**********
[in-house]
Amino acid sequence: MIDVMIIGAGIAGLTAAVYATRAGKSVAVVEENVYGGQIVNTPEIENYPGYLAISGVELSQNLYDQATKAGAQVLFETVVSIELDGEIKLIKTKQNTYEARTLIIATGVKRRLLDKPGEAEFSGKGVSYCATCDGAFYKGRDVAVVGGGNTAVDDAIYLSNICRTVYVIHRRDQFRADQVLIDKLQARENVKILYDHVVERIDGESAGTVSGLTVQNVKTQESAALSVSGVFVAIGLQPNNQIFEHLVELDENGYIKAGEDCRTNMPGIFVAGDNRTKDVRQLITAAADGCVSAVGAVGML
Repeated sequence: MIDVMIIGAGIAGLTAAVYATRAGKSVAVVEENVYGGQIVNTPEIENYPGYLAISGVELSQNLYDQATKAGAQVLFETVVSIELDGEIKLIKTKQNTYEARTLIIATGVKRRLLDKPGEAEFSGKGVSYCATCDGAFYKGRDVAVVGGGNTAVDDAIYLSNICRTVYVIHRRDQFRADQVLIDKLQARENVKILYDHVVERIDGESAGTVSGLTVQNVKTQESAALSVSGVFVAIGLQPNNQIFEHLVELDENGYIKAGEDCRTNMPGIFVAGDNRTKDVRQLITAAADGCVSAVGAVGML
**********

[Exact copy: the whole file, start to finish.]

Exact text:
[in-house]
Amino acid sequence: MIDVMIIGAGIAGLTAAVYATRAGKSVAVVEENVYGGQIVNTPEIENYPGYLAISGVELSQNLYDQATKAGAQVLFETVVSIELDGEIKLIKTKQNTYEARTLIIATGVKRRLLDKPGEAEFSGKGVSYCATCDGAFYKGRDVAVVGGGNTAVDDAIYLSNICRTVYVIHRRDQFRADQVLIDKLQARENVKILYDHVVERIDGESAGTVSGLTVQNVKTQESAALSVSGVFVAIGLQPNNQIFEHLVELDENGYIKAGEDCRTNMPGIFVAGDNRTKDVRQLITAAADGCVSAVGAVGML
Repeated sequence: MIDVMIIGAGIAGLTAAVYATRAGKSVAVVEENVYGGQIVNTPEIENYPGYLAISGVELSQNLYDQATKAGAQVLFETVVSIELDGEIKLIKTKQNTYEARTLIIATGVKRRLLDKPGEAEFSGKGVSYCATCDGAFYKGRDVAVVGGGNTAVDDAIYLSNICRTVYVIHRRDQFRADQVLIDKLQARENVKILYDHVVERIDGESAGTVSGLTVQNVKTQESAALSVSGVFVAIGLQPNNQIFEHLVELDENGYIKAGEDCRTNMPGIFVAGDNRTKDVRQLITAAADGCVSAVGAVGML